I responded to the post by seeking to connect street harassment to other the forms of harassment women face which, as Caribbean legal feminist scholar, Tracy Robinson, points out, do not even have a name in law.  I offered a personal experience of 18 years of harassment in my home and the chronic harassment of women students of the University of the West Indies just because they are women:

Aside from street harassment of women by men there is also the harassment of women in their homes. Just recently a man broke the windows of two women UWI students within 30 minutes of each other and threatened them with sexual obsenities of what he would like to do with them. The police were called. Just last week I woke up to a man standing outside my bedroom window with a flashlight trying to look inside. This was around 4:30 am. Having endured this kind of harassment since I was 11 years old I did not bother to call the police.

Then this week a Nation News columnist proudly relates the uninvited comments he said to a young woman because in his opinion she was inappropriately dressed.  Clearly,  he does not view his behaviour as harassment:

Walking in front of me were two women, one of whom wore an extremely short skirt, which was made of a light material. With every step, she was trying to hold the skirt  to prevent it from blowing up but the wind was winning the battle.

As she climbed the steps, she struggled to keep the skirt down, and I asked: “Why yuh trying to keep it down for? You dun know you put on that skirt to show off de stuff, stop pretending! If yuh uncomfortable wearing it, why yuh put it on in the first place?”

He then goes on to state how he selects his wife’s clothing to ensure that she is appropriately dressed:

Last December, I spent four days trying to find a dress for my wife to wear to a wedding. I was so disappointed and frustrated that almost every single store I visited only had dresses with a low neck, which was designedto reveal cleavage.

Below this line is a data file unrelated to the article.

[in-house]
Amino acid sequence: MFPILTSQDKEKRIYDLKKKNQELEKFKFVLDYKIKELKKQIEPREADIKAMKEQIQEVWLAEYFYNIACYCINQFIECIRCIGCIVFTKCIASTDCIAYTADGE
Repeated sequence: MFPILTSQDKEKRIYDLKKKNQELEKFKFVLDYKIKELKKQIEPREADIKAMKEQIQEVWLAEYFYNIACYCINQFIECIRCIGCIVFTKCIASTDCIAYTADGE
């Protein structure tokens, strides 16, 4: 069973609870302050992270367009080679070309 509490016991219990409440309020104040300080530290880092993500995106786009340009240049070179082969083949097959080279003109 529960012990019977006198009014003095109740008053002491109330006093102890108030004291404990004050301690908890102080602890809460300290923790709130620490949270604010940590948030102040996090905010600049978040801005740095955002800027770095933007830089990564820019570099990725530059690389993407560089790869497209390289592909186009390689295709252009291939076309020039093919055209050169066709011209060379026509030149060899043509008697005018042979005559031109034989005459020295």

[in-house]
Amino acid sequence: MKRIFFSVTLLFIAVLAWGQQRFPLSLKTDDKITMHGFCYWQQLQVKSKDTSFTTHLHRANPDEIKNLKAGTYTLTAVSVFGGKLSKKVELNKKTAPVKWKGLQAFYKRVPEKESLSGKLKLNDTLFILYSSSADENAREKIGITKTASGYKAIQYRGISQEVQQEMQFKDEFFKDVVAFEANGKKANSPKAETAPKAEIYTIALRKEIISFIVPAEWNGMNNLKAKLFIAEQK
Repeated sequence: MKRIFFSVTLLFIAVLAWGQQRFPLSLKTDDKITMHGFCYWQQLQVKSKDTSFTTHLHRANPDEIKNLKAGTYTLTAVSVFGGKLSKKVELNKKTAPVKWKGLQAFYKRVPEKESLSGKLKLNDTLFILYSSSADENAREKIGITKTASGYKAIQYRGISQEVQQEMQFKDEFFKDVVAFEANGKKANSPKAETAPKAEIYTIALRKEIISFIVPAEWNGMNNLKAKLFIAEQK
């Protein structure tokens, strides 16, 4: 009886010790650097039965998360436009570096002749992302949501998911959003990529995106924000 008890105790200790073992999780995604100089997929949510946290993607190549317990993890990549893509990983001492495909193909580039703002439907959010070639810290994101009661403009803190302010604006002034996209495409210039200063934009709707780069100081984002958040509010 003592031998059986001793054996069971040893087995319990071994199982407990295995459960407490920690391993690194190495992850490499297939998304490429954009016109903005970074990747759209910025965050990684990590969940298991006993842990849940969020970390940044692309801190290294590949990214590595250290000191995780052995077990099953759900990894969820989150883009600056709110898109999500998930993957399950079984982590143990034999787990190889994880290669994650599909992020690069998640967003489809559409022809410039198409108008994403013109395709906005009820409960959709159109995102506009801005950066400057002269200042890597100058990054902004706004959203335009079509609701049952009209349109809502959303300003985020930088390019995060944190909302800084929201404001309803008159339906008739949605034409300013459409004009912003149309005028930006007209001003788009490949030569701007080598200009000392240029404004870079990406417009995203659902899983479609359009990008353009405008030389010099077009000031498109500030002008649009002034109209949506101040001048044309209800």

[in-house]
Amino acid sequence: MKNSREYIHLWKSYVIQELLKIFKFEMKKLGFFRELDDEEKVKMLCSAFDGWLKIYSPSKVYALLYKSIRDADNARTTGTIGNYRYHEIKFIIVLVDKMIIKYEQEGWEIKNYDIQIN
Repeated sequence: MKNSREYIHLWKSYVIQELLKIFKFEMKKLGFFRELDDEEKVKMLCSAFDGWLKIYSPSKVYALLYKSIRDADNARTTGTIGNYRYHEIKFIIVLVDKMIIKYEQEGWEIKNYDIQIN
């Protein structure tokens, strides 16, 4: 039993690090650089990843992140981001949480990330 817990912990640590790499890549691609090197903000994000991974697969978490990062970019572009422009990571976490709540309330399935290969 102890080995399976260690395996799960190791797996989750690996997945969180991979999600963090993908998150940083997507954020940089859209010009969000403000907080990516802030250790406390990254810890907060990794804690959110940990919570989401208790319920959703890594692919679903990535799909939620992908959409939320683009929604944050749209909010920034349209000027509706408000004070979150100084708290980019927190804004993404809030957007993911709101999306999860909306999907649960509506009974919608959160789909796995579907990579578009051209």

Whether it is the husband as benign patriarch lovingly selecting his wife’s clothing or publicly disciplining another woman about her choice of clothing,  I am disturbed by the ways in which women’s bodies become property and are then policed and disciplined.

Students at the prestigious Yale University filed a title IX complaint against the university for failure to properly address incidents of sexual harassment and sexual assault which has resulted in a “hostile environment.” In the words of complainant Hannah Zeavin, this campus climate “precludes women from having the same equal opportunity to the Yale education as their male counterparts.”

These disciplining and policing behaviours circumscribe women’s access to the public sphere, preserve unequal gender relations and contribute to a sense of fear among women.  Women then police themselves, for example, by curtailing their own movements.  The irony is, however, that the same kind of treatment you receive in the street may be brought to your very doorstep.  Not even the home then is safe for women.

I want to draw a connection between the supposedly innocuous behaviours such as “tiefing a wine” or uninvited flirting and those which seem obviously reprehensible like rape.  They all stem from the unacknowledged and unquestioned male privilege and men’s assertion of their right to control women’s bodies. And as the Yale law suit highlights, women will not allow these harms to go unchallenged.

This post is but a small intervention in the hopes that it would inspire those who wear their privilege so proudly to rethink that privilege.  To begin to see the harmful in the seemingly innocuous.  As feminists, we are often accused of preaching to the converted but I know for a fact that CODE RED’s facebook page and blog are read by those who are decidedly not feminist and who as it stands have a mainstream media platform which allows them to reach a wide audience.  I have opened the dicussion.

Original note posted on the SEEING RED blog here

Read the note on the blog for the links to all the articles referred to (am too lazy to re-insert all the links here).